High Quality Early Ed Leads to Changes in the Brain

A new study finds that high quality early childhood education leads to actual changes in the brain, but those changes don’t actually show up until middle age.

In part two of our report on early childhood education, Robbie Harris talks with co-author and Virginia Tech professor Craig Ramey.  

If you want to study change, and you want to study change in individuals or communities, or even countries, you have to follow the same unit over time and measure it in a consistent way.

Craig Ramey and his wife, Sharon Landesman Ramey, founded this longitudinal study on child development in 1971. Teams of researchers have been following two groups of people, from infancy, all the way to adulthood and middle age, to gauge the long-term impact of high-quality childcare.

It’s called the Abecedarian Project, that word refers to the early learning process.  It involved 2 sets of infants, from low-income backgrounds. All got high quality health care, plus nutrition, and family support services. But a second group got additional high quality educational support, five days a week, 50 weeks a year for five years.

And what they found is that the kids, now adults who got that extra intellectual stimulation, are actually showing growth in specific regions in the brain. It’s still too early to know all the implications, but Craig Ramey says “we’re understanding more clearly, some of the mechanisms that are undergirding these changes that we’ve seen at a behavioral level, at an educational level, and at a lifestyle level and for the first time demonstrated scientifically, we’re seeing that those changes reside within the brain.”

Brain scans showed four areas that appear to have grown larger in the treatment group, as opposed to the control group. “We’re identifying regions of the brain that seem to have been particularly affected. And I don’t want to say that it’s only those areas that have been affected because we’re still working very hard to understand the connections among different areas of the brain. But at least we know that these four areas that we’ve identified are very important areas for us to understand in greater depth.”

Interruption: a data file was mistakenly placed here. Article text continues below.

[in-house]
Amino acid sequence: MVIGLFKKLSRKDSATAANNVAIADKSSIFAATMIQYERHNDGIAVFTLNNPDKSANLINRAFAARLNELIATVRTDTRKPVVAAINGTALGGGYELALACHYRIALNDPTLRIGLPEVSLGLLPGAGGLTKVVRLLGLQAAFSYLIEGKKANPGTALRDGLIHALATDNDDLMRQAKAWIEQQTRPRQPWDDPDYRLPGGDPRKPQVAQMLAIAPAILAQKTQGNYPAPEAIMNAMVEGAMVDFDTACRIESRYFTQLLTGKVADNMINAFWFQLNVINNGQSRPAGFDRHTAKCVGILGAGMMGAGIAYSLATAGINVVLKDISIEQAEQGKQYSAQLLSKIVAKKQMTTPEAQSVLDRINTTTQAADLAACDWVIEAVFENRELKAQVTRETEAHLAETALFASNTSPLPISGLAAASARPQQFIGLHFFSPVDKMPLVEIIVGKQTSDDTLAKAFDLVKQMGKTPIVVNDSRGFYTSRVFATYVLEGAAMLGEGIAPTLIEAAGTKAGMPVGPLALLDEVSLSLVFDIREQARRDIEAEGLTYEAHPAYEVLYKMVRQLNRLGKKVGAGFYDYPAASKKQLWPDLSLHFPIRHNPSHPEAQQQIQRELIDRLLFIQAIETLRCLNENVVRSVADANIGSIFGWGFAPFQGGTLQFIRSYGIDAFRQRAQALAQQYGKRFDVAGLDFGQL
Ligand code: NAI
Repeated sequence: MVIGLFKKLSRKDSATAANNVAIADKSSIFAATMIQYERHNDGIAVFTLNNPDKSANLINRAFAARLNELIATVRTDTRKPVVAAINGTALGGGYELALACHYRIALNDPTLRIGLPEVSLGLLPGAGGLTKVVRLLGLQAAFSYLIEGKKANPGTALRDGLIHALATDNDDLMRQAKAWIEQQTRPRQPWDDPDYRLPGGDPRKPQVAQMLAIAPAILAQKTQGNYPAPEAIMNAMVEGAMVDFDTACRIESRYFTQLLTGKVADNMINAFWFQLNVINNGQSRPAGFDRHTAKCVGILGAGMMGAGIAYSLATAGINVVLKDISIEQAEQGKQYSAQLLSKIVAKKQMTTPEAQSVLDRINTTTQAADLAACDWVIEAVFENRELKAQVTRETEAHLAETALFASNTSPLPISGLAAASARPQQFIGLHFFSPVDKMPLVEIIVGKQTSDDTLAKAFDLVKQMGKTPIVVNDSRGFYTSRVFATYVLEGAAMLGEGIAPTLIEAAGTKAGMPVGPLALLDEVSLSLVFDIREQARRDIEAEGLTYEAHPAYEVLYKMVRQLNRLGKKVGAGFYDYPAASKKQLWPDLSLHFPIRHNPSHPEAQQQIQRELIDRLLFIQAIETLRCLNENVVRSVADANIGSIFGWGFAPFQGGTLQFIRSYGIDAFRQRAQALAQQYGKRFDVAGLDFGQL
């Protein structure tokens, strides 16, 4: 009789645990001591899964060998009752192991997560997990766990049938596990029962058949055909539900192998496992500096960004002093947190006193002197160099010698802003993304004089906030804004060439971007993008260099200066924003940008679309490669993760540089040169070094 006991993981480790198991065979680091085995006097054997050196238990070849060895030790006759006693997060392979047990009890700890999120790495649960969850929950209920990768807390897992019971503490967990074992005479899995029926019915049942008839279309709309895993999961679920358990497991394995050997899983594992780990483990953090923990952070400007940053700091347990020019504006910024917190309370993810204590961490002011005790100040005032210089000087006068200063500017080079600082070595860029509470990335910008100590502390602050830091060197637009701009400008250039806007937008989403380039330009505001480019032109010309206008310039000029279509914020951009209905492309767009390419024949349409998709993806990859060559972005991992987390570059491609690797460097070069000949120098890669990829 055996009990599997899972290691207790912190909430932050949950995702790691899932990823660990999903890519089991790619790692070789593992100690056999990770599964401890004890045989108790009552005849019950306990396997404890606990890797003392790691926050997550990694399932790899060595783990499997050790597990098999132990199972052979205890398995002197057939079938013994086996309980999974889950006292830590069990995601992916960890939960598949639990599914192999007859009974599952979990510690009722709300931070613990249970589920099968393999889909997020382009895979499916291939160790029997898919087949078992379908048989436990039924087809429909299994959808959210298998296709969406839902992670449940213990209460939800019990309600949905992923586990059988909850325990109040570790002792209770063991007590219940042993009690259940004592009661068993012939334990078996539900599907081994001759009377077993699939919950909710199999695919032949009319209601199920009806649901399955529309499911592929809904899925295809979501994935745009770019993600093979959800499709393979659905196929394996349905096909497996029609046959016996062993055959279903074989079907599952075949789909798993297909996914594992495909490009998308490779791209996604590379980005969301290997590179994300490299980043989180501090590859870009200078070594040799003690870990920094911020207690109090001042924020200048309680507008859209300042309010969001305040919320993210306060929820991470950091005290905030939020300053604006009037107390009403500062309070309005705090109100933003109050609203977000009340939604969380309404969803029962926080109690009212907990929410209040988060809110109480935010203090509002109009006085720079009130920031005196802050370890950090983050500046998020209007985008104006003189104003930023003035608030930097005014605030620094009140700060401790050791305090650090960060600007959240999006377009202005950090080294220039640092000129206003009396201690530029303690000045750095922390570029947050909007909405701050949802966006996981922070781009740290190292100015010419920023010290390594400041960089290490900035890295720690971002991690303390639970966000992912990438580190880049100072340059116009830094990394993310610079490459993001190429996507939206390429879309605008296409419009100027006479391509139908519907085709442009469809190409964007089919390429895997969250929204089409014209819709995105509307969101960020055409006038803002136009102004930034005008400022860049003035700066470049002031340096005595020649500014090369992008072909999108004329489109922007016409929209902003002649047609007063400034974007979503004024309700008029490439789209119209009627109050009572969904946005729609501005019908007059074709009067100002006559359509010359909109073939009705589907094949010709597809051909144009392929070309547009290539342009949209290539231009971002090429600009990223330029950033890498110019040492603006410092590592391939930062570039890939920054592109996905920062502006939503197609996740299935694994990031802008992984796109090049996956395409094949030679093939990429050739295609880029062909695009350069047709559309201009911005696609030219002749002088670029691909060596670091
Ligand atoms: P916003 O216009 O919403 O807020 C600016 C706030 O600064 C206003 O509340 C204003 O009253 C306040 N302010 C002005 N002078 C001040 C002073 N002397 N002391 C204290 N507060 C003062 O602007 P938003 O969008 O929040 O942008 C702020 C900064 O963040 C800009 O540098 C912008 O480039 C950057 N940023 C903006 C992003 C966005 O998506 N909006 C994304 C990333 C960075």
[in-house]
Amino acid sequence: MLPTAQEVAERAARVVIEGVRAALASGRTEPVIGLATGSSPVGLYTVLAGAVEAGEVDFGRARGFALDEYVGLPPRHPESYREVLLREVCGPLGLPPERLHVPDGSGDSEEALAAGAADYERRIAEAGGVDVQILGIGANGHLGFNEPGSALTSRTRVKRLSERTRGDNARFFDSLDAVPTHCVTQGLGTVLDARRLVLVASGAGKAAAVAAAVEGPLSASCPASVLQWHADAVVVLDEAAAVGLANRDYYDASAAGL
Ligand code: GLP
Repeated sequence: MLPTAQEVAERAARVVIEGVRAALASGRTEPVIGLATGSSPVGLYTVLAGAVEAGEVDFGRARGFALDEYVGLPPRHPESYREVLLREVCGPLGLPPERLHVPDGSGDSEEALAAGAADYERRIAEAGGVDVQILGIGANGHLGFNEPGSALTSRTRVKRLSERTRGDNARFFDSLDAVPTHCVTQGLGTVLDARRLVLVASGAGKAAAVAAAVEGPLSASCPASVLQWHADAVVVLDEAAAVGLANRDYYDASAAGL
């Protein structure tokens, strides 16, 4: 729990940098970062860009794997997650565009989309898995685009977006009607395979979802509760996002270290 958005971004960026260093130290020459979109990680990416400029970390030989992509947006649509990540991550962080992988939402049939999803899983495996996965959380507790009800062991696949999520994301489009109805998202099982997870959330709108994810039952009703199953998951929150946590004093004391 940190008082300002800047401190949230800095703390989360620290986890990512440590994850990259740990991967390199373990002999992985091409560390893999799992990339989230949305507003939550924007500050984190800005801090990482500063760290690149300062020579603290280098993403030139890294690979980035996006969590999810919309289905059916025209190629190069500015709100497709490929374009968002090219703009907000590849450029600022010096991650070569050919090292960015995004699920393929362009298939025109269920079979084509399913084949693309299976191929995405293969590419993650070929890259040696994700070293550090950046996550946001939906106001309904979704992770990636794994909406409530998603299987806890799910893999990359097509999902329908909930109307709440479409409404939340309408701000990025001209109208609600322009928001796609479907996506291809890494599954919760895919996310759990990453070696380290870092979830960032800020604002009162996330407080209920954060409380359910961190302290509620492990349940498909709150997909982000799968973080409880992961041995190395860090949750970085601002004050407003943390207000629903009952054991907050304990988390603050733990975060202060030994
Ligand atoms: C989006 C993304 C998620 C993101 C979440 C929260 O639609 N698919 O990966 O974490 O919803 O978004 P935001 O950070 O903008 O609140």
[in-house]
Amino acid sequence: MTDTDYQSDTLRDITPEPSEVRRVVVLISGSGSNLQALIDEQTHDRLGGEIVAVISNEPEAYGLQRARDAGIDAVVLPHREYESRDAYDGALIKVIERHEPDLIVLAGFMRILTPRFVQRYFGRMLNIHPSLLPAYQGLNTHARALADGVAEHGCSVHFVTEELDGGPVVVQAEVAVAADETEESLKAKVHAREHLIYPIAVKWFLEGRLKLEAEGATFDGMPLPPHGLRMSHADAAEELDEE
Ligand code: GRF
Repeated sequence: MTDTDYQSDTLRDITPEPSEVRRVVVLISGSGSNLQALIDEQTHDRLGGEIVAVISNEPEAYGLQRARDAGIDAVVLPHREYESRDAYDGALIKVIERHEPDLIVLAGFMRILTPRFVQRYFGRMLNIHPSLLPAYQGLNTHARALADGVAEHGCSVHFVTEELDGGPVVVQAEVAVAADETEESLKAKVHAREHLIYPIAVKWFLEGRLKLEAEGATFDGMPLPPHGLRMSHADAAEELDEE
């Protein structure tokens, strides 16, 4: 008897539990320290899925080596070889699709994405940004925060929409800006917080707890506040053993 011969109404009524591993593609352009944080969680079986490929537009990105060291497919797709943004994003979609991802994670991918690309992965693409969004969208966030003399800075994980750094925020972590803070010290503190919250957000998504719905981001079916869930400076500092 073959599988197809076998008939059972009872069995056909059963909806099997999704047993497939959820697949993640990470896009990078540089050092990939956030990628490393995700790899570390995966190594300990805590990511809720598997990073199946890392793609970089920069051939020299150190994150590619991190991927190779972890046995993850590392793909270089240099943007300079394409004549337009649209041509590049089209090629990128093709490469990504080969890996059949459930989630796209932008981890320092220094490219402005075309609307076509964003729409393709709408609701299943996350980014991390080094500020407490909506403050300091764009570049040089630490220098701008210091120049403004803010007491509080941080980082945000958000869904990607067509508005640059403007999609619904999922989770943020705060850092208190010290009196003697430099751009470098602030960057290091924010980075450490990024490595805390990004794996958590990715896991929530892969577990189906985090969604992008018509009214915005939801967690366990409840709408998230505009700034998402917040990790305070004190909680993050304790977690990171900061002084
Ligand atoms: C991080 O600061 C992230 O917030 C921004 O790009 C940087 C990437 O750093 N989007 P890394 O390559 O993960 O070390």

This longitudinal study, perhaps the longest of its kind, is continuing to report study from its long-time pool of study participants. And for some of them, who got that extra intellectual stimulation, it turned out to be been life changing.

This is a clip from a documentary on the Abecedarian Project: “Some of my friends, they call me smart boy, nerdy boy, no, it starts way earlier than that. Nah. I’m just like you. I just like to learn. Wait til you get into public school, what have you; if I hadn’t  had that, who knows where I would have been.”

And that’s a vital question, because, to this day, there is still not enough high-quality early childhood education available.  Not in Virginia, not in the whole country. It’s estimated that only a quarter of kids in the U.S. get that kind of care. But Ramey, who suggests there are ways to be creative and compelling with kids even if you live in a childcare dessert.

Ramey says a major takeaway from this study is that  “all of the experiences that a young child has, turned out to be very important, and the child can get them in their own home, they can get them in the care of relatives. They can get them in early childhood education programs. It’s the totality of the experiences that are particularly important.”

Ramey says there are actually certain kinds of activities, that feed kids brains, he describes it as  that kind of back and forth, call and response, style of conversation and play. It’s a specific kind of deep engagement, that’s shown to be, not only effective but also, really fun.

Ramey likens it to a really great conversation “in which, one person says something the other person quickly grasps it and responds to it, and so it’s this back-and-forth, kind of like people playing tennis or any other game that requires, an awareness of your partner.” And, he adds, this kind of engagement is “in great contrast to talking at someone, to lecturing them to, operating in some unilateral way, because in this back and forth exchange, you’re not only learning that you can affect the world through what you do, but you’re also learning that you can be affected by the way that the world responds.

And that understanding, says Ramey, really begins very early in life, in mid to late infancy, those first six weeks become a foundation for lifelong learning.

This latest report from the Abecedarian project has implications, not only for the basic study of brain science, but also for social policy, said University of Pennsylvania Neuroscientist, Martha Farah lead investigator on the stud, said lead investigator Martha Farah, Director of the Center for Neuroscience & Society at The University of Pennsylvania. It’s published in  the June edition of the Journal of Cognitive Neuroscience.

 

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